Janie Fink Veltkamp, executive director of Birds of Prey Northwest, is the Sandpoint osprey cam’s consulting biologist. Based in St. Maries, Idaho, and established in 1993, BOPNW promotes raptor conservation through educational programs with live birds of prey. The group provides medical treatment and rehabilitation to injured birds of prey with the goal of returning them to the wild. Janie provides commentary on our blog for the osprey cam — or answer your questions, in the blog below.
How is a nest cam like this helpful to conservation and education efforts?
The camera will help viewers understand all the complexities of nest building, breeding, and raising young ospreys. Mated for life, these raptors will need to cooperate to hatch their young, feed them as they grow, and protect them from the elements until they leave the nest. Fish eating birds of prey such as the osprey serve as bioindicators, barometers to the ecology around them. Conservation of their habitat helps humans too. This is an opportunity to view into the life of an osprey family that promises to delight!
Does the same osprey pair come back to the same nest each year?
Ospreys have a high nest-site fidelity and return to previously existing nest structures each year. You are likely seeing the same pair if you observe two birds early in the season at this nest site. The perils are many as the ospreys return from their wintering grounds – sometimes as far south as South America! Should its mate not return, the male will likely attract another mate. Mortality factors for the osprey include electrocution, illegal shooting and vehicle collision.
Due to the new nesting platform, the osprey are coming back to just a few sticks, compared to the big nest they had last year. What kind of behavior should we watch for to start?
Initially after the pair return, you will likely see, the male particularly, bringing sticks to the nest and beginning to refurbish the nest. They will both be present often thereafter as mating and egg laying commence.
What are some of the unusual characteristics of ospreys?
Ospreys are unique birds of prey in that they are the only raptor to eat exclusively fish. They are found on five continents worldwide and four subspecies exist. In North Idaho we have one of the largest osprey breeding populations west of the Rockies, thanks to our shallow lakes and ample fishing opportunities.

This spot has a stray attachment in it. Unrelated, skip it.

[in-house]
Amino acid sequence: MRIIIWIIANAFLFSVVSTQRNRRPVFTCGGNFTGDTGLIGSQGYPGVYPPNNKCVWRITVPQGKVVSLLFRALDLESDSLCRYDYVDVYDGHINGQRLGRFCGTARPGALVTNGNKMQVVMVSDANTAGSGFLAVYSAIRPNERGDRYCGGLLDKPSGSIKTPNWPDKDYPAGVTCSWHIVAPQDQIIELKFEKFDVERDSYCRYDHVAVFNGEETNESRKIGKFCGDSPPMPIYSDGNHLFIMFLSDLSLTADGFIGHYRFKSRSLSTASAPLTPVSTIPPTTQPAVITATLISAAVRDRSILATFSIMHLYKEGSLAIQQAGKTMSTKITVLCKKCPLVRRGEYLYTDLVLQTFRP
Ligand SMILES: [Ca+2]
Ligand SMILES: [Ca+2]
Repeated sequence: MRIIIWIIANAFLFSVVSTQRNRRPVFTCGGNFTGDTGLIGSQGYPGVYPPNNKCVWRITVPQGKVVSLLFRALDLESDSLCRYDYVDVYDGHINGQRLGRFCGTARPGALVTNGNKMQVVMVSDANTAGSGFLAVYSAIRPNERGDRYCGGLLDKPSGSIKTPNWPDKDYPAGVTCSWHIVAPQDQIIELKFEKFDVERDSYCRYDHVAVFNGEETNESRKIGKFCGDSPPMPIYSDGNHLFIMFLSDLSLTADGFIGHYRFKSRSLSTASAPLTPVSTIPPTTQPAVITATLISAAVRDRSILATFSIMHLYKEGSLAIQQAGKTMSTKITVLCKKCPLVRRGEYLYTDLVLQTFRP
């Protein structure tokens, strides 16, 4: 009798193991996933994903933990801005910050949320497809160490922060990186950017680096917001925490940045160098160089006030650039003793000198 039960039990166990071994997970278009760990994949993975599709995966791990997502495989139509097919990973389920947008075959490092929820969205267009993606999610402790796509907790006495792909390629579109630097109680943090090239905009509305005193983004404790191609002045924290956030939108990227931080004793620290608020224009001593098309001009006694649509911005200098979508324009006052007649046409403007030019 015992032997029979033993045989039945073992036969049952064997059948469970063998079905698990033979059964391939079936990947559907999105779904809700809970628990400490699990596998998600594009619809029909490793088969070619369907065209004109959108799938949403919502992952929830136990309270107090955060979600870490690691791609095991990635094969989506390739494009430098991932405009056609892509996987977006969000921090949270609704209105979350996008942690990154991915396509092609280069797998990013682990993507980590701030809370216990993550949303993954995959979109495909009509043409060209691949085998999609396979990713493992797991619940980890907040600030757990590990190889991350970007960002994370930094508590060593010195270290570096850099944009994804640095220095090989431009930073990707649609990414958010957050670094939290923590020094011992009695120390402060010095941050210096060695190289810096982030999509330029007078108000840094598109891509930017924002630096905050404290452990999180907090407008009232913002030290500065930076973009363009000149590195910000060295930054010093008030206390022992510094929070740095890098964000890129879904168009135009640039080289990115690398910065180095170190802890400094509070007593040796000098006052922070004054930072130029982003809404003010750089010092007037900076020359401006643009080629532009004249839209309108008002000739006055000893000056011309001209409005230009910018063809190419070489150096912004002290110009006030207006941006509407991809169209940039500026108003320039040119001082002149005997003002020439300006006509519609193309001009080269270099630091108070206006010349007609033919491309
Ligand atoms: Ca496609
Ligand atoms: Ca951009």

How are ospreys especially adapted for hunting fish?
Ospreys are the consummate fishermen, hence their nickname “fish hawk” – though officially their Latin name is Pandion haliaetus. Several adaptations allow for their expert fishing skills, including a reversible outer toe for grabbing fish, special pads on the feet for holding on to slippery fish, dislocatable shoulder joints, underwater vision, a fleshy nostril that closes and the ability to dive into the water at high speeds after fish- feet first. Their special feathers are good at shedding water quickly.
How can you distinguish between the males and females?
As with all birds of prey, the females are often larger than the males – some females have wingspans approaching five feet, and weigh up to four pounds; males weigh in at two pounds. They have a characteristic black stripe through the eye and have charcoal and white feathers. In youth the eye is orange, in adulthood it becomes yellow. Ospreys mature after two years of age. Ospreys may nest atop man-made structures and place their large stick nests near human activities. These raptors have a high nest fidelity and return after long southerly migrations to the very nest from the previous year. Ospreys mate for life and are devoted parents. Young are full grown at six weeks and leave the nest at about eight to ten weeks of age taking their first flights. Like all raptors, osprey have a high mortality rate in the first year of life. Ospreys are migratory and travel long distances south – as far as Central and South America, where they over winter until spring.
Are there healthy populations of osprey?
Historically the osprey was endangered due to use of DDT, a pesticide applied across North America that ended up in the food chain. Osprey, bald eagles and peregrine falcons were the most affected species of raptors, and by the early 1970s DDT was banned as the populations of these species began to plummet to perilously low numbers. Thanks to protective laws, banning the use of DDT and reintroduction efforts the osprey populations have now recovered and the osprey has been removed from the Endangered Species List!
Learn more about ospreys, and many other species of raptors at BirdsOfPreyNorthwest.org»